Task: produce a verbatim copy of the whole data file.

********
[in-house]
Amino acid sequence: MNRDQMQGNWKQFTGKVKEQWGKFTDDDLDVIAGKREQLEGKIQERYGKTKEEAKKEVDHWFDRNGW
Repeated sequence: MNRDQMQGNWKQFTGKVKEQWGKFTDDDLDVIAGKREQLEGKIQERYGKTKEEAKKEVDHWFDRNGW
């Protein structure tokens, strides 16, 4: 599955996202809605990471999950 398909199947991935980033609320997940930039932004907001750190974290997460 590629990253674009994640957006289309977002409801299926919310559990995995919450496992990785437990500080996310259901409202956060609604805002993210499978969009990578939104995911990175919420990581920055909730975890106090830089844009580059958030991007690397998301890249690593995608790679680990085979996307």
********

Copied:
[in-house]
Amino acid sequence: MNRDQMQGNWKQFTGKVKEQWGKFTDDDLDVIAGKREQLEGKIQERYGKTKEEAKKEVDHWFDRNGW
Repeated sequence: MNRDQMQGNWKQFTGKVKEQWGKFTDDDLDVIAGKREQLEGKIQERYGKTKEEAKKEVDHWFDRNGW
């Protein structure tokens, strides 16, 4: 599955996202809605990471999950 398909199947991935980033609320997940930039932004907001750190974290997460 590629990253674009994640957006289309977002409801299926919310559990995995919450496992990785437990500080996310259901409202956060609604805002993210499978969009990578939104995911990175919420990581920055909730975890106090830089844009580059958030991007690397998301890249690593995608790679680990085979996307």